Waverly block about September first.
and the work of getting ready for the
niarket will be completed It Is expected
about October first.
JThe Market company will have Its
cold storage plant .In connection with
the Honolulu Brewery, and for its day's
supplies will have a setpf thoroughly
modern refrlgerators.-at,the market;
One of these will be arefrfffbrator ten
by twenty feet, the outside of French
plate glass, to be used specially for ex
hlbltlon and show purposes.
The contract with Miller & Lux gives
the Honolulu Market company the con
trol of that firm's shipments to the Isl
ands. The extensive business of Miller
& Lux will enable them to fully supply
the year round any particular kind or
cut of meat the Island market may de
mand. The contract for the refrigera
tor steamer. Includes the option of a
second steamer If It Is needed. The
whole hold capacity of these steamers
is fitted for cold storage, separated In
tn thrpe nnmnnrtmontB each nf which
'can be kept at any required degree of
Mr. Rostln says that his company
proposes to deal In all kinds of meat
and market supplies, and has made
arraneements that will enable It to
meet all emergencies. It is the inten
tion to ship as return freight by the re
frlgerator steamer. Island fruits, espe
dally bananas and pineapples, the re
frigerator enabling these to be shipped
and landed in San Francisco in the best
The officers of the company which
was incorporated some time ago are
Edgar Halstead, president and treasur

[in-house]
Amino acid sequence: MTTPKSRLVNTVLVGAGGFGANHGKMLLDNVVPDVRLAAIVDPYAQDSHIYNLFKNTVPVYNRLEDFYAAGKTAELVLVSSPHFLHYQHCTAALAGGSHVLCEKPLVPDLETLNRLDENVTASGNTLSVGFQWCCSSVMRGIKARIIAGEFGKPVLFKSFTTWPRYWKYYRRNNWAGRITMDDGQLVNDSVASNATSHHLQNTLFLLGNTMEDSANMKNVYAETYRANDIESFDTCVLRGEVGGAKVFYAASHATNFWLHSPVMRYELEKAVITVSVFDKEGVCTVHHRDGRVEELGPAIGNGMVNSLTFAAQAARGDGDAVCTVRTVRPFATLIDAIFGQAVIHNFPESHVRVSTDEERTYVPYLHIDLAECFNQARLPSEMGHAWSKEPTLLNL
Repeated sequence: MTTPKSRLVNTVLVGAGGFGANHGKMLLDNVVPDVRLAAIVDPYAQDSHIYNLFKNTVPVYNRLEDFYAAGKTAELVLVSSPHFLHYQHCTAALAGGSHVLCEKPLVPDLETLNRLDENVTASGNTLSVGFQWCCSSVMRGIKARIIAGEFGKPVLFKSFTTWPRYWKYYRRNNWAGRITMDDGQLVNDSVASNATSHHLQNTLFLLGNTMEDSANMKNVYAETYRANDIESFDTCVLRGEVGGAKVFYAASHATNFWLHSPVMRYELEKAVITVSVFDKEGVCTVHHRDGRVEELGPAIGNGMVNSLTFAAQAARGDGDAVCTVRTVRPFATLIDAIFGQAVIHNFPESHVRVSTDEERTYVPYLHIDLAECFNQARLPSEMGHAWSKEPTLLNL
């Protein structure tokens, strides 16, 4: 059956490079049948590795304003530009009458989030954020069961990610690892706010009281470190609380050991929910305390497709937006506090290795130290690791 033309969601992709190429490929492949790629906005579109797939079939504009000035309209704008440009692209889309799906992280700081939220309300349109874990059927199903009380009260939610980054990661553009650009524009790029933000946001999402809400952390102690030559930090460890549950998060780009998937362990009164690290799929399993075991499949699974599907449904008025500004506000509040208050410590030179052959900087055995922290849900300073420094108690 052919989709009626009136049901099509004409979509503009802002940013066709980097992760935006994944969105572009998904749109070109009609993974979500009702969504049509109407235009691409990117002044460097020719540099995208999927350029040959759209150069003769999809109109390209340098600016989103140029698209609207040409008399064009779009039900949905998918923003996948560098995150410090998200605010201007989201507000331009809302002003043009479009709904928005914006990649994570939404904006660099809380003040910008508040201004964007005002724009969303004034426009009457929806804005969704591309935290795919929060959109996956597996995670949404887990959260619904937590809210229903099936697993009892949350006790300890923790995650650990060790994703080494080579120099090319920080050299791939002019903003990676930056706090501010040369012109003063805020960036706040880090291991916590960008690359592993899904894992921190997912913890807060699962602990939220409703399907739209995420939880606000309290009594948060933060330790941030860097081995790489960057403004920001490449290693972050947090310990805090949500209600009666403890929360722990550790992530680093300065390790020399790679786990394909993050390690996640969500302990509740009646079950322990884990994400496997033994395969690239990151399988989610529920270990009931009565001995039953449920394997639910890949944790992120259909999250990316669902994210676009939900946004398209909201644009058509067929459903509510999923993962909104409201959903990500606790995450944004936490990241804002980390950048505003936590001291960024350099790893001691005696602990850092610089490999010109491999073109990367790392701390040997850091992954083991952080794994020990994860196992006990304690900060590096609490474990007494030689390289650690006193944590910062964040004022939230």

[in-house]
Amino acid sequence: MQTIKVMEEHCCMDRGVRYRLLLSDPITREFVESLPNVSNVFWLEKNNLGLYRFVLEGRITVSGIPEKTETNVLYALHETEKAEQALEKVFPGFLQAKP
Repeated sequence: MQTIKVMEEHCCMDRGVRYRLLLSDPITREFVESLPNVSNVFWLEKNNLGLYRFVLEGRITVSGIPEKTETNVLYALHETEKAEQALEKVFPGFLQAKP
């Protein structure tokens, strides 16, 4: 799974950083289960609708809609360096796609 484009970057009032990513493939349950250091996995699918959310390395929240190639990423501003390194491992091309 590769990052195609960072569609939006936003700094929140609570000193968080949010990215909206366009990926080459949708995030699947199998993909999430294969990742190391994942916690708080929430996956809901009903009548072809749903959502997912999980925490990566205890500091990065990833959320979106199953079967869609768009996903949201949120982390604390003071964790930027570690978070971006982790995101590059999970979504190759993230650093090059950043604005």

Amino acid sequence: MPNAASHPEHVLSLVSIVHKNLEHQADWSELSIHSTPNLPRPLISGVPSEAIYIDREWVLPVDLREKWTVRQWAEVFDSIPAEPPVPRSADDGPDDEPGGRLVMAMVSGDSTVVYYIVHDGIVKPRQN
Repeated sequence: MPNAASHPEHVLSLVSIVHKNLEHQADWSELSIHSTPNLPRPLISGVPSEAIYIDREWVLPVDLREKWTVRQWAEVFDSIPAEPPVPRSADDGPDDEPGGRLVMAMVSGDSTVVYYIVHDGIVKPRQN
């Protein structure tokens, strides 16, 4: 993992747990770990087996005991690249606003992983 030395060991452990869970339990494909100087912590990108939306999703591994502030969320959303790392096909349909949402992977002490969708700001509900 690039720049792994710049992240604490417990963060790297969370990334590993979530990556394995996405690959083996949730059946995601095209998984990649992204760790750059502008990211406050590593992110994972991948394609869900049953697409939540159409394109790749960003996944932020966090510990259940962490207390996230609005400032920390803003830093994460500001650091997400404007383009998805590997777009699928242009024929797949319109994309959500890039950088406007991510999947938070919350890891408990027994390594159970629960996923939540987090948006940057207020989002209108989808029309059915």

er: A. Hocking, vice-president and L.
R. Rostln secretary.
The constant use and Increasing sales
of the Peerless Preserving Paint Is Its
Fine Book and Commercial Printing
nt the Star Office.
Territory of Hawaii,
The Governor directs that notice be
given that the Honorable Antonio Per
ry, First Judge of the First Judicial
Circuit, having this day assumed his
official duties as such Judge, the tenure
of office of the Honorablo George A
Davis, Acting First Judge of tho First
Judicial Circuit, Is hereby terminated,
HENRY E. COOPER,
Secretary of the Territory,
Executive Building, June 14, 1000.
REPAIRINQ OF ALL KINDS
Bicycle, Typewriter, Gun, Automobile,
Cash Register, and licht and delicate
machinery of all kinds, no matter what
their condition, thoroughly overhauled
and put in nrst-cinss shape,
TENNIS RACKETS RESTRUNG.
Telephone us and wo will send for and
deliver without extra charge.
PEARSOH & POTTER CO,, LTD,
312 Fort 8t Tol. BOB.
Judge Wilcox and High Sheriff Brown
Have a Short Session this Morning
Water Front Vagrants.
The first session of the police court
with Judge Wilcox as a Territorial
magistrate, was a short and quiet one.
There was little work for the Judge or
the Hlcli Sheriff to do. Eight drunki
who had beeitfiffaUuiceU' In during the
celebration of. Admission Day, wero up
for trial. The hearts.of the Judge, and
Sheriff were softened so that the Judge
suggested letting them go free with ad
monitions to sin no more, and Sheriff
Brown entered no objection. "If I let
one go, I shall let them all go," said
his honor, when the first case came up.
'And If I, fine one I shall lino them all."
A moment later, number one was al